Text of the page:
Titanium posts strong second quarter as freight volumes rebound

BOLTON, Ont. – Titanium Transportation grew its profit by $400,000 in the second quarter year-over-year, after weathering the storm brought on by Covid-19.

Its net income was $900,000 for the quarter and $1.5 million year-to-date, while EBITDA grew 9% to $5.3 million in Q2. This on lower consolidated revenue of $38 million in the second quarter, a 9.7% decrease.

“Titanium reported solid second quarter results and performed better than expected in spite of the effects of Covid-19,” said president and CEO Ted Daniel.

“We were able to respond quickly and decisively, early in the quarter, to ensure the safety of our workforce and customers. Capitalizing on our investments in technology and infrastructure built over time, our dedicated team members were able to deliver an unwavering high level of service, which our customers have come to expect, despite the economic backdrop. Our operating discipline and cost-saving initiatives allowed us to fully absorb the additional operating costs related to Covid-19 while once again able to generate positive free cash flow and reduce our indebtedness during the quarter. As such, the strength of our balance sheet positions us to not only execute on our organic growth strategy, but also allows for potentially larger, more accretive M&A opportunities.”

Truck transportation revenue fell 14.7%, while logistics saw only a 1.6% decline.

Titanium Transportation (Photo: James Menzies)

Volumes bouncing back

Titanium reported freight volumes bounced back in June and July to levels exceeding those two months in 2019. But, added Daniel, “The pricing environment hasn’t returned to levels that were comparable to the last four to five years.”

The spot market is strengthening, pointing to a stronger second half. Daniel noted there is still excess capacity in the Canadian market, but he expects the coming electronic logging device (ELD) mandate in June 2021 to squeeze some of that capacity from the market.

“We saw in the U.S. the effects of ELDs a month or two ahead of (implementation). I think that’s going to be a pretty major factor over the next six to 12 months,” he said.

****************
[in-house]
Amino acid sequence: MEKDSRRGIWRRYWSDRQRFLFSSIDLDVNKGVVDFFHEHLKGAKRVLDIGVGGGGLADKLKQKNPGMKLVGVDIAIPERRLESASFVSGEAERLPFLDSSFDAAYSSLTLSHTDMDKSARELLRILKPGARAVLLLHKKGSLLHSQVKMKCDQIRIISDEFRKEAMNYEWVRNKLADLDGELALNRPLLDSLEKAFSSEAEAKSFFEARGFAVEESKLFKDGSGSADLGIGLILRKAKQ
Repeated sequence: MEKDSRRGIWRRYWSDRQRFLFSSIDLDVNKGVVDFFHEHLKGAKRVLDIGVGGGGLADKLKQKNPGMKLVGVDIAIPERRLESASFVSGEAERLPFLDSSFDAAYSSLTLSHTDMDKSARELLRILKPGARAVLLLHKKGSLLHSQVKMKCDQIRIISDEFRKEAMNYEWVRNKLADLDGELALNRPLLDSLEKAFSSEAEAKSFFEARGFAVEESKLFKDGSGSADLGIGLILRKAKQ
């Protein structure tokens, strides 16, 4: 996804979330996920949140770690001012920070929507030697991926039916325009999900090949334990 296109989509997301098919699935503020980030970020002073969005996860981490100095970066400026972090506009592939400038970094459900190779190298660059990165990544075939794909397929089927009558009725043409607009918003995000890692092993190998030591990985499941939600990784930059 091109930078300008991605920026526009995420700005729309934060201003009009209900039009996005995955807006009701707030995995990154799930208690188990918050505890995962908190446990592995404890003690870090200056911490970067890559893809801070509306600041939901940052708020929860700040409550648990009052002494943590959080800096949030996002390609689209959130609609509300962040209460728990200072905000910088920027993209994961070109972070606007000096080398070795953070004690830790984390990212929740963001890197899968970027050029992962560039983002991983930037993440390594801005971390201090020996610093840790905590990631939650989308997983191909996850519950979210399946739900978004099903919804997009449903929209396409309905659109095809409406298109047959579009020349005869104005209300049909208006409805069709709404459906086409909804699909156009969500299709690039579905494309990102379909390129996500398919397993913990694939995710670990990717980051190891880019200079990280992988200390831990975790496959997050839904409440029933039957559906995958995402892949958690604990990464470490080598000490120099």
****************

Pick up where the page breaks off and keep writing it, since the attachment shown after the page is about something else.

Deal-making in the age of Covid

Titanium continues to be on the hunt for a sizeable, “transformational” acquisition, but some discussions have been put on hold as the federal Canadian Emergency Wage Subsidy has helped keep some struggling fleets afloat. Daniel said some of those prospective sellers have taken a wait-and-see approach to selling, thanks to the government support.

But overall, M&A discussions are increasing, he noted.

“It’s encouraging to see a lot of companies that are out there are interested in possibly making a move,” he said. “I think it’s been a very volatile past few years, and it’s been emotionally difficult for a lot of business owners and I think they’re interested in considering their options.”

Because most discussions to date have been with Ontario-based companies, Daniel said travel restrictions haven’t posed any barriers to getting a deal done.

“Most trucking companies have the safety protocols in place, so we are having meetings,” he said. “That aspect is not necessarily a hindrance to getting a deal done.”

Cross-border travel restrictions, however, have postponed opening of a third U.S. logistics operation, which Titanium was hoping to have up and running this year.

Titanium truck in front of head office (Photo: James Menzies)

Driver pipeline full

Chief operating officer Marilyn Daniel said Titanium was able to keep most of its drivers working through the crisis and has resumed hiring.

“We are now in growth mode again and acquiring new drivers into our fleet,” she said. “There is no struggle at the moment in finding drivers. We’re finding the talent pool out there for drivers has actually increased and our pipeline of drivers is really full.”

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